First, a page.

1. Not Forget

    1. Read Amos 8:7. Does this sound right to you? How can God
      say He will not forget your sins?

    2. Let’s read some texts that seem to say just the opposite.
      Read Psalms 103:10-12; Hebrews 10:16-17; Isaiah 43:25.

      1. How do you reconcile these texts? How can God say on
        one hand He forgets our sins and on the other hand
        say He will not forget?

      2. What is our obligation to others? Can we, too,
        properly say “I will not forget?”

    3. Read Matthew 18:21. What does Peter want to know? (The
      answer to the question I just asked!)

      1. Read Jesus’ answer: Matthew 18:22. What do you think
        this means? Can you say “I will not forget?” Would
        you need an adding machine before you could properly
        say “I will not forget?”

    4. Let’s read on because Jesus explains His point with a
      story. Read Matthew 18:23-27. What is Jesus really talking
      about in this story? (Salvation. Verse 23 starts out “the
      kingdom of heaven.” This is an illustration of the path to

    5. Read Matthew 18:28-35. Let me ask you again: Can you
      properly say to those around you “I will not forget your

      1. Now can you now explain how God can say “I won’t
        remember” at one point and at another “I won’t
        forget?” (God forgives and forgets for all of those
        who repent and treat others as God has treated them.
        However, if we do not forgive others “from the heart”
        then God re-institutes our debt. That is apparently
        what was happening in Amos 8. Like the debtor in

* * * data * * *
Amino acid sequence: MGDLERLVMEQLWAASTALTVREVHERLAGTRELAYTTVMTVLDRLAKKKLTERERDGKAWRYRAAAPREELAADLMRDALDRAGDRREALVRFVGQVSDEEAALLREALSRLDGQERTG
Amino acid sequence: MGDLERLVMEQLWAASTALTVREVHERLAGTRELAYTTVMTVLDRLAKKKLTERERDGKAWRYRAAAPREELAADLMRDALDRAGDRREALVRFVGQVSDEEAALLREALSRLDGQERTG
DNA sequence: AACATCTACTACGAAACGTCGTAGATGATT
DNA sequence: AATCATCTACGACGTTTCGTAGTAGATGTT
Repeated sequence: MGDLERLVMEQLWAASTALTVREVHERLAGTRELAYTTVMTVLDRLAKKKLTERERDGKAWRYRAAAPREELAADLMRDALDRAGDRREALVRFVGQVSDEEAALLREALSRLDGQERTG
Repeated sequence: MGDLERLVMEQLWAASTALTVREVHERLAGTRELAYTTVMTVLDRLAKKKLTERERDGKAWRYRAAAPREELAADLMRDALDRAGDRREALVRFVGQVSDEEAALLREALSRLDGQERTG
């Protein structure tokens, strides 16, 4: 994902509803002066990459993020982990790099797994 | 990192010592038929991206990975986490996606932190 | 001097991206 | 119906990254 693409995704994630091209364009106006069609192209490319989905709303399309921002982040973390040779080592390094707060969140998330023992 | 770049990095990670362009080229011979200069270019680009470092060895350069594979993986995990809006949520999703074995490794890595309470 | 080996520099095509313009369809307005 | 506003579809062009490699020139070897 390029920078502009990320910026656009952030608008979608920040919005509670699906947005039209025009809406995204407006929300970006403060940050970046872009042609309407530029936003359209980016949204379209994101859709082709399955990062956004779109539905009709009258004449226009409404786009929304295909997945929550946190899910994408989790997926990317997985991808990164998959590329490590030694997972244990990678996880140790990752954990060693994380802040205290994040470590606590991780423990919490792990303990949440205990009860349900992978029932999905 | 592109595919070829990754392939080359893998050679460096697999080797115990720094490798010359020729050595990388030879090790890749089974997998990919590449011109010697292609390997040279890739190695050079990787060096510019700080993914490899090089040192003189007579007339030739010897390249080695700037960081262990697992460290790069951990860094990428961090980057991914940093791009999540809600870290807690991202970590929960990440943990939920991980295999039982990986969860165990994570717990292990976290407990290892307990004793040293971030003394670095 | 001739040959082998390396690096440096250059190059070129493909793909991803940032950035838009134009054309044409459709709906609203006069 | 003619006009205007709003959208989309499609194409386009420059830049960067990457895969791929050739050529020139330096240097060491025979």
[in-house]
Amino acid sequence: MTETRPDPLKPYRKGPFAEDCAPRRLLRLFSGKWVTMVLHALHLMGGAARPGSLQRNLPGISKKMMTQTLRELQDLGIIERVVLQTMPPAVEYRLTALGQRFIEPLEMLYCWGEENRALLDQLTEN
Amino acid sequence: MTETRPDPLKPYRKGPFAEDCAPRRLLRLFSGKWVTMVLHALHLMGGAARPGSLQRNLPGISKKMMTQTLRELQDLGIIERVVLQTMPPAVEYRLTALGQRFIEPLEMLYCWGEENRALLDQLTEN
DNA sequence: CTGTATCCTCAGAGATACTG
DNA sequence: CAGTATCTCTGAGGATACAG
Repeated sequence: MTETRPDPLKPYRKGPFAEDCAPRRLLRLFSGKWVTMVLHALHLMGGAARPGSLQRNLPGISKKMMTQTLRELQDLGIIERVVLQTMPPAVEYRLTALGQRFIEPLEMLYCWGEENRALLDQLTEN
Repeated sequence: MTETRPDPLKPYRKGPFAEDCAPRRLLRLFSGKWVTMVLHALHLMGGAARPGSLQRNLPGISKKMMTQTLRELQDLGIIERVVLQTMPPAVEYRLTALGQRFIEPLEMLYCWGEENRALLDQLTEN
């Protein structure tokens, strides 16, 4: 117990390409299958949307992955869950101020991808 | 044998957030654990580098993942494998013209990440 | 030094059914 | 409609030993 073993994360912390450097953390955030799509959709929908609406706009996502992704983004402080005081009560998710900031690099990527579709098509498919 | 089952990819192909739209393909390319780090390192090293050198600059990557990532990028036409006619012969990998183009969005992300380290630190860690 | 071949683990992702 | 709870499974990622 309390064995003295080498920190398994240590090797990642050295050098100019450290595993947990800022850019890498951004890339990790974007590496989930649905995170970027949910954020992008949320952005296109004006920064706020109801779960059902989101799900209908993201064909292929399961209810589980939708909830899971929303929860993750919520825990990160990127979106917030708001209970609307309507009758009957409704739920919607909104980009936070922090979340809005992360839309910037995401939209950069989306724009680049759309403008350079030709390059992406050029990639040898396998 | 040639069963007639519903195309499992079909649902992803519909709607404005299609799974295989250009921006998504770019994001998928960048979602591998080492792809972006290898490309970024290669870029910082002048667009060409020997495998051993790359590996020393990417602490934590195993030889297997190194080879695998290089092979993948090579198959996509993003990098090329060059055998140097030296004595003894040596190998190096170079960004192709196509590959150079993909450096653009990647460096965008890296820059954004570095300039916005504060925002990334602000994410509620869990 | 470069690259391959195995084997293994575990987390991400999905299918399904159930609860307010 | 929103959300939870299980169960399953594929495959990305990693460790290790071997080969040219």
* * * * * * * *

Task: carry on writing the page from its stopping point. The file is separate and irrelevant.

Matthew 18, we have no choice but to forgive others
        who “owe” us much less than we owe our God.)

  2. The Famine

    1. Read Amos 8:11-12. If I said that a day is coming when
      you won’t be able to buy soap, what would you do (assuming
      you believed me)? (The natural reaction is to start
      hoarding soap.)

      1. Do these people care for the Word of God now? (No.
        Remember last week the High Priest told Amos (Amos
        7:12)to go away and quit bothering them with God’s

      2. Will the people care about finding the Word of God in
        the future? (Yes. Amos 8:12 says they will “stagger”
        looking for it.)

        1. Why? If the people do not care about hearing the
          Word of God now, but will be desperately looking
          for it later, what will make the difference?
          Hearing that there will be a shortage? (We would
          hoard soap because we know we need it. These
          people did not know they needed the Word of God
          so they were not going to hoard it. What changes
          is that tragedy strikes, the people realize that
          they ignored God’s Word, and now they
          desperately want to turn to Him to get them out
          of their trouble.)

      3. Is this also true for us? Should we be drinking in
        the Word of God now to prepare us for troubling times
        in the future?

        1. Why would we need God’s Word for the future?
          ( Amos 3:7 tells us that God will not do anything
          without first revealing His plans to His
          servants the prophets. This means that God gives
          us advance warning of what will take place. In
          the middle of trouble we want to know how things
          will turn out. That is why the people here were
          so desperate to find the Word of the Lord they
          had previously scorned.)

    2. Friend, the dream has not yet turned bad. We still have
      the opportunity now to soak in God’s Word. By studying
      Amos with me we are taking in God’s Word. Will you commit
      to continuing to drink in God’s Word to prepare for
      difficult times ahead? Will you study God’s will so that
      you will not be fruit that looks ripe, but is only ripe
      for judgment?

  3. Next Week: Vision Five – No Escape for the Lost.